4 E C D (a) D E C F=++C+D+E (b) Figure 3: a) Five vectors,,, C, D, and E. b) The sum of the five vectors, F = + + C + D + E. The Difference of Two Vectors. The difference of two vectors and, denoted, is the vector C which when added to gives. This definition, along with the definition of the negative of a vector given above, implies that we can write as + ( ) (it would be very instructive if you drew a picture of this definition using the definitions given already). If = then is defined as the zero vector, and denoted by 0. The length of the zero vector is zero, but its direction is undefined. The Product of a Vector and a Scalar. The product of a vector with a scalar c is the vector c (or c) with magnitude c times the magnitude of and the direction the same as if c is positive, or the direction opposite to if c is negative. If c = 0 then c = 0, the zero vector. Unit Vector. This is an important notion that will arise many times. For this reason we choose to highlight the idea. unit vector is simply a vector having length one ( unit length ). Given any vector, with length > 0, we can construct a unit vector from it, as follows: then we can also write a, = a. For a given vector we will often denote its magnitude by: =. Note that the only thing distinguishing two unit vectors is their respective directions. Key point: Vectors are added using the parallelogram law. This rule for addition of vectors does not require coordinates. 4

5 Kinematics Multiplication of Vectors There are two ways to multiply two vectors: the dot (or scalar) product and the cross (or vector product. Now we come to the subject of muliplication of vectors. If you think of our purely geometrical definition of a vector given previously, it may seem rather strange to think of multiplying two arrows in space. However, our notion of multiplication will also be based on geometry. There are two ways in which we will multiply vectors. They arise naturally in different settings in mechanics. They are the dot, or scalar product and the cross, or vector product. This should already seem a bit novel. fter all, there is only one way to multiply numbers, and when you multiply two numbers, you get a number. The terminology here seems to indicate that, besides there being two ways to multiply vectors, if you do it one way you get a number and if you do it the other way you get a vector. This is indeed the case, but let s get to the definitions. Dot, or Scalar Product. Let and be vectors. Then the dot, or scalar product of and, denoted, is defined by: Key point: cos, 0 π, where is the angle between and when we give and the same starting points, see Fig. 4. Figure 4: We say that two vectors are perpendicular, if their dot product is zero. n equivalent term is orthogonal. Two vectors are said to be orthogonal if their dot product is zero. related term is orthonormal, but this tends to be applied exclusively to unit vectors. Two unit vectors are said to be orthonormal if their dot product is zero. We noted earlier that we will assume certain basic knowledge and take some ideas as evident, e.g. the notions of space, time, and mass. Concerning space, the notion that two points determine a straight line, is also something that most of you should accept based on your experience with Euclidean geometry. In the hierarchy of Euclidean geometrical objects, the next most complicated object (beyond a line) would be a plane. You should understand completely, and make sure you are comfortable with, the statements three points determine a plane and two vectors determine a plane. If you have doubts about these statements, bring them up in your tutorial. With the dot product of two vectors defined we can discuss the notion of the projection of one vector on another. 5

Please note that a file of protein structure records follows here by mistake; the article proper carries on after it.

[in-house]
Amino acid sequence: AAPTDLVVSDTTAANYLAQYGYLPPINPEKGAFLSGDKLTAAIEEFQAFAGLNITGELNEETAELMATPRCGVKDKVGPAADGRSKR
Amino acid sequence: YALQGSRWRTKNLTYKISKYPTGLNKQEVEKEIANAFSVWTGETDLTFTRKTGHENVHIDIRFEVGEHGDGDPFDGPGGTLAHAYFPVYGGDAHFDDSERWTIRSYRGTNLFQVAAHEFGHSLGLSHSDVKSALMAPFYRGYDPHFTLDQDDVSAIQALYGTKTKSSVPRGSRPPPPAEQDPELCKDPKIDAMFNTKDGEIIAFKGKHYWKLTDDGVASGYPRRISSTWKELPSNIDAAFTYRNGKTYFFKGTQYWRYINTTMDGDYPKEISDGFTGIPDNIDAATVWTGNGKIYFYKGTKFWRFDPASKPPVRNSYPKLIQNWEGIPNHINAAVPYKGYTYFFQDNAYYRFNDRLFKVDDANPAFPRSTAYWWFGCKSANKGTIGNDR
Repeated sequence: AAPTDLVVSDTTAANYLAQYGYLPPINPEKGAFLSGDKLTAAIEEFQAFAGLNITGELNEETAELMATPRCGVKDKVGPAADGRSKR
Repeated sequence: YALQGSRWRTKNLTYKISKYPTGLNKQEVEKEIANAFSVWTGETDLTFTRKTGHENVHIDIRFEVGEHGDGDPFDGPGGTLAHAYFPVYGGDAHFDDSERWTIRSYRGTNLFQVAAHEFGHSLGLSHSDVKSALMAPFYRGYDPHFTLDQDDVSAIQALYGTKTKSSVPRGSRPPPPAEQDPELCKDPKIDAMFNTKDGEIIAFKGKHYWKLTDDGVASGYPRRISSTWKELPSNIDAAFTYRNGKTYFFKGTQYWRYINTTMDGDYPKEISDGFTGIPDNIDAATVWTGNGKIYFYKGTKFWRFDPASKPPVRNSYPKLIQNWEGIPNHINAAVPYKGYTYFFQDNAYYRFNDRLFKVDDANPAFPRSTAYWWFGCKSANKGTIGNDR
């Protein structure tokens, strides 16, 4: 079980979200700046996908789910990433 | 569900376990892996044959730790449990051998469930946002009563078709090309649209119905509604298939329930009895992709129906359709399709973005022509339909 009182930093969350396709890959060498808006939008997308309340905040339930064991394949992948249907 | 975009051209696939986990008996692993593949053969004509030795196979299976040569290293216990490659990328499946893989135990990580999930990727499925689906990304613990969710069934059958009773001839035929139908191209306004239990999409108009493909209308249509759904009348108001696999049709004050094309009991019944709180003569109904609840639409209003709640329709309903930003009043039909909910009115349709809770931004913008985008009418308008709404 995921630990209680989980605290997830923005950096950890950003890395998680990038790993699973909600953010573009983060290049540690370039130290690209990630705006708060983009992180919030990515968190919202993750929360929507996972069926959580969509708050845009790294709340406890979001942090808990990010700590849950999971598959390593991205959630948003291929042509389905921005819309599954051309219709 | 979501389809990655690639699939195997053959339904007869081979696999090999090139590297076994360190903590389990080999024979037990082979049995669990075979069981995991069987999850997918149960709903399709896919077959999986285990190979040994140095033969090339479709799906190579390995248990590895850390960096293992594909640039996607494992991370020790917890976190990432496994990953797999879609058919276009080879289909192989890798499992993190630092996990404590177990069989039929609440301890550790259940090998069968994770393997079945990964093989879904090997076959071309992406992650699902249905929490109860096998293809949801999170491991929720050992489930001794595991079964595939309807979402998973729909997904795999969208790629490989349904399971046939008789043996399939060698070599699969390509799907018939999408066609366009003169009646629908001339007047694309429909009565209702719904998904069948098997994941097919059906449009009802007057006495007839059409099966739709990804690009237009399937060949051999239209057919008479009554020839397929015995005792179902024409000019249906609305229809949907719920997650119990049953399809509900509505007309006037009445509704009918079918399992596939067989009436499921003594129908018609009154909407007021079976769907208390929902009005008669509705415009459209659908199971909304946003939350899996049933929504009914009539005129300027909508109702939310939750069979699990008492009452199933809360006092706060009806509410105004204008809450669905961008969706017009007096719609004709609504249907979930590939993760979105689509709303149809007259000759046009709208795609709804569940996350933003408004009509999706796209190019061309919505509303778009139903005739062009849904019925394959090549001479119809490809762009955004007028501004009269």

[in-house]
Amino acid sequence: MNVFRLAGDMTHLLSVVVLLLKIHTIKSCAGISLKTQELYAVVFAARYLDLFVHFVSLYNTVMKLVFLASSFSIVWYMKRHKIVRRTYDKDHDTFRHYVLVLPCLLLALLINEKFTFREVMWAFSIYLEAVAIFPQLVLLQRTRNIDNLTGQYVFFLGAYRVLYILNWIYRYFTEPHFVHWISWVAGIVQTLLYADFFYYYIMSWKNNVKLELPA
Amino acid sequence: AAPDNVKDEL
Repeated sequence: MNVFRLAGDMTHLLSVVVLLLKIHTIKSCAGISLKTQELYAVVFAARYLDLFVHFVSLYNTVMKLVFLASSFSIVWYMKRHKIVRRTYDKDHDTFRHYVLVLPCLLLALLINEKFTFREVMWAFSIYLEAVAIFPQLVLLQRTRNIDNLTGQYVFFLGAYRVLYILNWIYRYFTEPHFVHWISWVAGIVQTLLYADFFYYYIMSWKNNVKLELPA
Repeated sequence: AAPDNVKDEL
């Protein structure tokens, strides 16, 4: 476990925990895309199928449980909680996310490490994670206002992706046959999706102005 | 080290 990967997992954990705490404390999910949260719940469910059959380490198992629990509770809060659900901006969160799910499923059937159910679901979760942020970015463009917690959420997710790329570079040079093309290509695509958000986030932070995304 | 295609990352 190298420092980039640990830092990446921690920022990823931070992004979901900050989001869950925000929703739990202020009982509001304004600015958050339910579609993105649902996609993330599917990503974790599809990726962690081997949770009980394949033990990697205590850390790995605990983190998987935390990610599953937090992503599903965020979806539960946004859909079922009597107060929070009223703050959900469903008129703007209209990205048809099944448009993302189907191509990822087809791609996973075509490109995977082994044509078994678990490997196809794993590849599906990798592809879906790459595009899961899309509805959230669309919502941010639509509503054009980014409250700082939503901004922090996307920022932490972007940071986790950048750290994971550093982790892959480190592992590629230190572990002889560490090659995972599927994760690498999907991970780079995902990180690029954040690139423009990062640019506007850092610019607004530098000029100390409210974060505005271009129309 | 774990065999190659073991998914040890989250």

6 The Projection of a Vector onto nother Vector. Consider the vectors and as shown in Fig. 5. What do we mean by the projection of on?. b Figure 5: Let b = denote the unit vector in the direction of. Then the projection of on is given by: b = cos. Why didn t we define the projection of on as just? Cross, or Vector Product. Let and be vectors. Then the cross, or vector product of and, denoted, is defined by: Key point: sin n, 0 π, where is the angle between and and n is a unit vector perpendicular to the plane formed by and. However, n is not uniquely defined in this way. There are two possibilities, and we will have to make a choice of one so that we are all speaking the same language. Here s how to understand the possibilities. Take your right hand, and point the thumb in the direction of with the fingers in the direction of, when you do this consider Fig. 6. Then n could be chosen to either point upward out of your hand (Fig. 6a), or downward, through your hand (Fig. 6b). We make the first choice, i.e. that shown in Fig. 6a. 6

7 n (a) n (b) Figure 6: If =, or and are collinear (parallel), then we define = 0, the zero vector. Final Remark: Dimensions. We have been taking the notions of two and three dimensional space as primitive concepts since most people s experience makes them comfortable with these notions. However, many applications of mechanics involve the consideration of higher dimensional space. How do we define vectors in higher dimensions? The graphical constructions we ve utilized here don t appear to generalize easily. This is where abstraction comes in, and you will learn about it in detail later in your studies. Key point: The dot product of two vectors is a scalar. The cross product of two vectors is a vector. The definitions of dot product and cross product do not require coordinates. 7